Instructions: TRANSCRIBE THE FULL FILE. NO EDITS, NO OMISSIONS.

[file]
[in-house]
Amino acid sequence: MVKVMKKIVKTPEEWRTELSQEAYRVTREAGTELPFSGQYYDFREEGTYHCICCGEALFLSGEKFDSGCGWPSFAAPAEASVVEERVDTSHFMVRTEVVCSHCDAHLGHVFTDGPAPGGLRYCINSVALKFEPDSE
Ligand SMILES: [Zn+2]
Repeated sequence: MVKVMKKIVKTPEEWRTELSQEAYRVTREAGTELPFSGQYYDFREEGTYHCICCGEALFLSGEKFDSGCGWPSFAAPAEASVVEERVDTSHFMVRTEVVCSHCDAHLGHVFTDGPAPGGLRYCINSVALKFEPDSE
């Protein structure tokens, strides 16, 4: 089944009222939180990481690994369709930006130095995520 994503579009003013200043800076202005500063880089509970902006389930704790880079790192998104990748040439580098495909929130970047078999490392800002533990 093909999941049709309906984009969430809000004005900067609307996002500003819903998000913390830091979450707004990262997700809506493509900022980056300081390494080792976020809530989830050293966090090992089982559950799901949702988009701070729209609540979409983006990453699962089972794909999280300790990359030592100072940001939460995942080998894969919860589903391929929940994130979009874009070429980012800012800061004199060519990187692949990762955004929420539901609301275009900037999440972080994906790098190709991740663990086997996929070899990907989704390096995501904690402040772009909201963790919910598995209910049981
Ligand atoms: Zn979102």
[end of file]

[in-house]
Amino acid sequence: MVKVMKKIVKTPEEWRTELSQEAYRVTREAGTELPFSGQYYDFREEGTYHCICCGEALFLSGEKFDSGCGWPSFAAPAEASVVEERVDTSHFMVRTEVVCSHCDAHLGHVFTDGPAPGGLRYCINSVALKFEPDSE
Ligand SMILES: [Zn+2]
Repeated sequence: MVKVMKKIVKTPEEWRTELSQEAYRVTREAGTELPFSGQYYDFREEGTYHCICCGEALFLSGEKFDSGCGWPSFAAPAEASVVEERVDTSHFMVRTEVVCSHCDAHLGHVFTDGPAPGGLRYCINSVALKFEPDSE
């Protein structure tokens, strides 16, 4: 089944009222939180990481690994369709930006130095995520 994503579009003013200043800076202005500063880089509970902006389930704790880079790192998104990748040439580098495909929130970047078999490392800002533990 093909999941049709309906984009969430809000004005900067609307996002500003819903998000913390830091979450707004990262997700809506493509900022980056300081390494080792976020809530989830050293966090090992089982559950799901949702988009701070729209609540979409983006990453699962089972794909999280300790990359030592100072940001939460995942080998894969919860589903391929929940994130979009874009070429980012800012800061004199060519990187692949990762955004929420539901609301275009900037999440972080994906790098190709991740663990086997996929070899990907989704390096995501904690402040772009909201963790919910598995209910049981
Ligand atoms: Zn979102």